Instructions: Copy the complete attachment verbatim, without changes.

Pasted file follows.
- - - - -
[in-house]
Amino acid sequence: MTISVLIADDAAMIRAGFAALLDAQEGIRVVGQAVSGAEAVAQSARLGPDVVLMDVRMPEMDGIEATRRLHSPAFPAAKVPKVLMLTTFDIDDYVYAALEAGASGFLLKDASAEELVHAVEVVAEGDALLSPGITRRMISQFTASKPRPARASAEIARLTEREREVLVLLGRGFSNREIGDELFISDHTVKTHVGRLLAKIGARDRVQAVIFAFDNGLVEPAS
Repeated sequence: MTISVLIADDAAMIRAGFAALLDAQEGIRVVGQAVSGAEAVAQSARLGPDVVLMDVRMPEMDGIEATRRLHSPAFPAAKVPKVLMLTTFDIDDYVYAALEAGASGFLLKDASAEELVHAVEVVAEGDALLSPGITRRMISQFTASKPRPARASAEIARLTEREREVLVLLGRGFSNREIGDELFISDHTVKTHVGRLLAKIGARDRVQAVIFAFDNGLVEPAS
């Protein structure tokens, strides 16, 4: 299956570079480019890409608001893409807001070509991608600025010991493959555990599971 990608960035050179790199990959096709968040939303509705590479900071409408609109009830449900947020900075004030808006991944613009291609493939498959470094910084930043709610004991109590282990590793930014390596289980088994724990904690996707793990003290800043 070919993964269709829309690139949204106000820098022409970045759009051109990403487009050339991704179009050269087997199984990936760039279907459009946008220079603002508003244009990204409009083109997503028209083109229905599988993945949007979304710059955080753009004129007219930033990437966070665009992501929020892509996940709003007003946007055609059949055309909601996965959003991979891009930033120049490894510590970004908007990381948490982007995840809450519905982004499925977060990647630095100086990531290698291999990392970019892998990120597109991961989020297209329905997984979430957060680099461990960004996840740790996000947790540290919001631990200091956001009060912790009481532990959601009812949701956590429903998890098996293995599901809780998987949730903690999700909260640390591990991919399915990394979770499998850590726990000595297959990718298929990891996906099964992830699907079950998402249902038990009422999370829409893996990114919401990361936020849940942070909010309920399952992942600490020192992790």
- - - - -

[in-house]
Amino acid sequence: MTISVLIADDAAMIRAGFAALLDAQEGIRVVGQAVSGAEAVAQSARLGPDVVLMDVRMPEMDGIEATRRLHSPAFPAAKVPKVLMLTTFDIDDYVYAALEAGASGFLLKDASAEELVHAVEVVAEGDALLSPGITRRMISQFTASKPRPARASAEIARLTEREREVLVLLGRGFSNREIGDELFISDHTVKTHVGRLLAKIGARDRVQAVIFAFDNGLVEPAS
Repeated sequence: MTISVLIADDAAMIRAGFAALLDAQEGIRVVGQAVSGAEAVAQSARLGPDVVLMDVRMPEMDGIEATRRLHSPAFPAAKVPKVLMLTTFDIDDYVYAALEAGASGFLLKDASAEELVHAVEVVAEGDALLSPGITRRMISQFTASKPRPARASAEIARLTEREREVLVLLGRGFSNREIGDELFISDHTVKTHVGRLLAKIGARDRVQAVIFAFDNGLVEPAS
């Protein structure tokens, strides 16, 4: 299956570079480019890409608001893409807001070509991608600025010991493959555990599971 990608960035050179790199990959096709968040939303509705590479900071409408609109009830449900947020900075004030808006991944613009291609493939498959470094910084930043709610004991109590282990590793930014390596289980088994724990904690996707793990003290800043 070919993964269709829309690139949204106000820098022409970045759009051109990403487009050339991704179009050269087997199984990936760039279907459009946008220079603002508003244009990204409009083109997503028209083109229905599988993945949007979304710059955080753009004129007219930033990437966070665009992501929020892509996940709003007003946007055609059949055309909601996965959003991979891009930033120049490894510590970004908007990381948490982007995840809450519905982004499925977060990647630095100086990531290698291999990392970019892998990120597109991961989020297209329905997984979430957060680099461990960004996840740790996000947790540290919001631990200091956001009060912790009481532990959601009812949701956590429903998890098996293995599901809780998987949730903690999700909260640390591990991919399915990394979770499998850590726990000595297959990718298929990891996906099964992830699907079950998402249902038990009422999370829409893996990114919401990361936020849940942070909010309920399952992942600490020192992790």